We humans are messy creatures. It is very plausible (in light of potential irreducibility of 'values over real world') that we value internal states on the model, and we also receive negative reinforcement for model-world inconsistencies (when the model-prediction of the senses does not match the senses), resulting in learned preference not to lose correspondence between model and world, in place of straightforward "I value real paperclips therefore I value having a good model of the world" which looks suspiciously simple and poorly matches the observations (no matter how much you tell yourself you value real paperclips, you may procrastinate).

edit: and if I don't make my position clear, it looks so because I am opposed to fuzzy ill defined woo where the distinction between models and worlds is poorly defined and the intelligence is a monolithic blob. It's hard to define an objection to an ill defined idea which always off-shoots some anthropomorphic idea (e.g. wireheading gets replaced with real world goal to have a physical wire in a physical head that is to be kept alive with the wire).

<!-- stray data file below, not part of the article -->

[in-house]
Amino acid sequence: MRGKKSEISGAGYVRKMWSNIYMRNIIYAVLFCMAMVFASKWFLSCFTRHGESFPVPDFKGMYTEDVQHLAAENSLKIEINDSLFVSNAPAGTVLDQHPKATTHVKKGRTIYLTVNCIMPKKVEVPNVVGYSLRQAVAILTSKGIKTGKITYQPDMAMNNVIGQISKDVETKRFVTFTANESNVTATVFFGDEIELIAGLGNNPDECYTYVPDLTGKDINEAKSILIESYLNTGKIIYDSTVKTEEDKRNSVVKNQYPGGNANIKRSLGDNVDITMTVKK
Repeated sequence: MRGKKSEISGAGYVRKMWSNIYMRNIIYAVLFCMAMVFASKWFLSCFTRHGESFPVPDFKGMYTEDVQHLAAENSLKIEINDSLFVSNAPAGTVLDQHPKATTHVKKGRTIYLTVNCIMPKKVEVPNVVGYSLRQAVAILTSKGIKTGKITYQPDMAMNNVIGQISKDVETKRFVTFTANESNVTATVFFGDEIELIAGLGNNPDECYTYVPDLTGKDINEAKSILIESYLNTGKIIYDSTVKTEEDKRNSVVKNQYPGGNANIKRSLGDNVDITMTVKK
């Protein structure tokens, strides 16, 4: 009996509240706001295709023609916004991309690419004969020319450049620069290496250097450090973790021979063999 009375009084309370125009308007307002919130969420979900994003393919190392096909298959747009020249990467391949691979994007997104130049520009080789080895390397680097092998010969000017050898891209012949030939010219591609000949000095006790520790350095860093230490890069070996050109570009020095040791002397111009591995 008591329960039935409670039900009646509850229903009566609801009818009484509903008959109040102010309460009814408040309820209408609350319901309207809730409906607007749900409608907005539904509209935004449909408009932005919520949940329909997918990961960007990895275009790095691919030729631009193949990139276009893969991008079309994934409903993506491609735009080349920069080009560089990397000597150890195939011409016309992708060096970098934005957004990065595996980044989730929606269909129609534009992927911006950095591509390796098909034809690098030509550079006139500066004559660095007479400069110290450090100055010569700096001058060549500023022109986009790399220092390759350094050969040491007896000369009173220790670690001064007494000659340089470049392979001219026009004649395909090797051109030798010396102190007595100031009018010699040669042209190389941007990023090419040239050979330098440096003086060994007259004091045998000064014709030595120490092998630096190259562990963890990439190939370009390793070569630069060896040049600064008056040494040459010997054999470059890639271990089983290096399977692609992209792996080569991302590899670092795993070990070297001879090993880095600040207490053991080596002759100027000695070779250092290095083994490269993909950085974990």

Comment author: Viliam_Bur 09 July 2012 09:37:54AM 0 points [-]

It is very plausible [...] that we value internal states on the model, and we also receive negative reinforcement for model-world inconsistencies [...], resulting in learned preference not to lose correspondence between model and world

Generally correct; we learn to value good models, because they are more useful than bad models. We want rewards, therefore we want to have good models, therefore we are interested in the world out there. (For a reductionist, there must be a mechanism explaining why and how we care about the world.)

Technically, sometimes the most correct model is not the most rewarded model. For example it may be better to believe a lie and be socially rewarded by members of my tribe who share the belief, than to have a true belief that gets me killed by them. There may be other situations, not necessarily social, where the perfect knowledge is out of reach, and a better approximation may be in the "valley of bad rationality".